Ex-Democratic Star on Blacks and the GOP

In Part 2 of our Q&A, Artur Davis talks about ditching Obama and defining a new message for Republicans.

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TR: As you know, there's a stigma that black Republicans often hold among other African Americans. How do you feel about inhabiting a political space where many people may be quick to write off you and your ideas?

AD: I've had people writing my ideas off for years, so that wouldn't be a new experience. I recognize that there is a huge loathing in the African-American community for the Republican Party. And I recognize that it's only intensified in the era of Barack Obama. I fully understand that many African Americans look at Republicans as racists who can't get over a black man being in the White House.

I also realize that people have short attention spans and that African Americans forget how ugly and aggressive the opposition was to Bill Clinton, Jimmy Carter and Lyndon Johnson, back in the 1960s. I've been in many black churches on Sunday and heard preachers say, "They ain't never done no president like this before!" That's wrong historically. But at the end of the day, Barack Obama will not always be on the ballot. So I do think there's an opportunity for Republicans to get a second hearing with African Americans as the years go on.

TR: What do you think could eventually draw more African Americans to the Republican Party?

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AD: One thing is happening in the Republican Party that the Democratic Party can't say: African Americans who don't live in African-American communities are having a chance to serve their country at the political level. That includes Allen West in a white district in Florida; Tim Scott in a white district in South Carolina; and Mia Love, a 36-year-old black woman running for Congress in a Utah district that has virtually no black people.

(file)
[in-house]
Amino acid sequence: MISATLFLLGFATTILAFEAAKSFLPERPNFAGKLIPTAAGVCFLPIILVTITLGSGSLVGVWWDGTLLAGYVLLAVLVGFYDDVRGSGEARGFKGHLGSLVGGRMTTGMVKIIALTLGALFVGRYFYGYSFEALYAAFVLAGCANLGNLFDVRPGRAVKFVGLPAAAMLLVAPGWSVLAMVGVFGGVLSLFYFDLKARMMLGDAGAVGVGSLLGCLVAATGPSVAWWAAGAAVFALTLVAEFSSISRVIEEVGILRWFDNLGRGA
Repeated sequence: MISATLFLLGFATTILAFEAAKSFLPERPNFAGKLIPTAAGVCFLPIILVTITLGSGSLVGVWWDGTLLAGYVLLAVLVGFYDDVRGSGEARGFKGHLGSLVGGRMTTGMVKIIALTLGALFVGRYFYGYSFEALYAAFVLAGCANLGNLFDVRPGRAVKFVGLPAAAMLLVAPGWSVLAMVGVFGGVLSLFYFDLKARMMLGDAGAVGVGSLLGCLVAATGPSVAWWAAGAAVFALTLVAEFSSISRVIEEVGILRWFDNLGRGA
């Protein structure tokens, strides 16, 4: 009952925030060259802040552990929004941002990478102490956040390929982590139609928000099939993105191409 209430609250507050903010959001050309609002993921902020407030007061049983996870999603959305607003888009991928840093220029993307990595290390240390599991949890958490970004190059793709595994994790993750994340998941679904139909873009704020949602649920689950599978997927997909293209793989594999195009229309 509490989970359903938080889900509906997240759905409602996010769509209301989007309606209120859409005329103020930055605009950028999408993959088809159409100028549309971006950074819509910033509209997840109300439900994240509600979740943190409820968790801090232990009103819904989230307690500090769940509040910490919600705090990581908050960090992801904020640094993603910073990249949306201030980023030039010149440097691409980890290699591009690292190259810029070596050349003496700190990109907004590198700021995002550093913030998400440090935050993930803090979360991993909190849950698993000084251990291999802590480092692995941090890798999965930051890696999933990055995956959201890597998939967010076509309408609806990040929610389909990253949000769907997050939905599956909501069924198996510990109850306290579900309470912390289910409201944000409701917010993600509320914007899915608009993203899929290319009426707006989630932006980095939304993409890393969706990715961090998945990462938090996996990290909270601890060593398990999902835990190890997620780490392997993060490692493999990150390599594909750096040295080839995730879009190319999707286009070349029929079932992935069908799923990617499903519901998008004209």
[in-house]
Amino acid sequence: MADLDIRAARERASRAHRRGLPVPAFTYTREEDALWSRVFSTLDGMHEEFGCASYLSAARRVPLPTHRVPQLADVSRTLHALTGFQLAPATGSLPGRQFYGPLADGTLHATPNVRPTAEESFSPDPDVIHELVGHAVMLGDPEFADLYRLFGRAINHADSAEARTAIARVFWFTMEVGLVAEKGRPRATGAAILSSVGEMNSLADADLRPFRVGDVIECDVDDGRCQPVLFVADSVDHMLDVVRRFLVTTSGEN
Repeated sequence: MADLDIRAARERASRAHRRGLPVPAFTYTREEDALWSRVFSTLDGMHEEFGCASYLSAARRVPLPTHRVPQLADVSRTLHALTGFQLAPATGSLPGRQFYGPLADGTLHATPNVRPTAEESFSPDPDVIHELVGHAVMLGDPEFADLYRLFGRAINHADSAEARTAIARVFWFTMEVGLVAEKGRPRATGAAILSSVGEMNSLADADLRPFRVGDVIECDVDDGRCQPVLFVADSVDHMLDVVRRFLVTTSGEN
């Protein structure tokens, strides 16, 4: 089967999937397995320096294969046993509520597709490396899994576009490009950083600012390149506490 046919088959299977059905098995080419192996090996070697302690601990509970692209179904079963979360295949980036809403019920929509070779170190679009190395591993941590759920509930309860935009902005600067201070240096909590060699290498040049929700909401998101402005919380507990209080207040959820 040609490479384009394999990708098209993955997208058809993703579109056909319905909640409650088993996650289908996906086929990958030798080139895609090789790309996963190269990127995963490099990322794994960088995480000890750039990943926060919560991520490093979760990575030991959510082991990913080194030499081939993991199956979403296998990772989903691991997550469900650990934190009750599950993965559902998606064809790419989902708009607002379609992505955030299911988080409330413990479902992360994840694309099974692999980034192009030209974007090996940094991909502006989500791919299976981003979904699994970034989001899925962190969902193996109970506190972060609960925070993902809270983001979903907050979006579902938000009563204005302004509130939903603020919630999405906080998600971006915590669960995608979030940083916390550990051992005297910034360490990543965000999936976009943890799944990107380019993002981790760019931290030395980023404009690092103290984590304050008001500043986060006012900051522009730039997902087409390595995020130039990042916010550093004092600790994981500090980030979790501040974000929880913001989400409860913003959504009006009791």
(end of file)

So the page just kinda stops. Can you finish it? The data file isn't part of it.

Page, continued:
These individuals are going to be examples of people of color holding office, having a chance to serve their country, without their race disqualifying them. As younger African Americans see that these people are having a chance to participate in the debate in this country, even though most people in their communities don't look like them or share their backgrounds, I think that's going to become a point of attraction for a lot of African Americans under 35.

Because what they want is to live in a country that doesn't start the conversation with, "You're black, so therefore you have to live in this kind of community to hold office. You have to have this kind of point of view to be relevant or be taken seriously. You have to do this to earn your stripes."

Many younger African Americans want to be Americans who have a chance to thrive based on their ability. That's going to be the biggest selling point for the Republican Party in the next 10 years, and that's going to get the interest of a lot of younger African Americans. [Editor's note: Fifteen black Democrats in the House represent districts that are predominantly nonblack, including several -- Reps. Emanuel Cleaver (Mo.), Gwen Moore (Wis.), André Carson (Ind.) and Keith Ellison (Minn.) -- who represent majority-white districts.]

Now, once [their] interest happens, then the burden will be on the Republican Party to have ideas on the table where those younger African Americans can say, "That sounds like something I think is right." I think in the next decade, as Republicans talk more about really shaking up our schools, making the way we pay for entitlements more fair and streamlining government to make it more efficient, then I think more younger African Americans are going to say, "I hear some sound arguments over there, and I see people like me over there succeeding and thriving regardless of their race." That's going to be what pulls African Americans into the party over the next decade.

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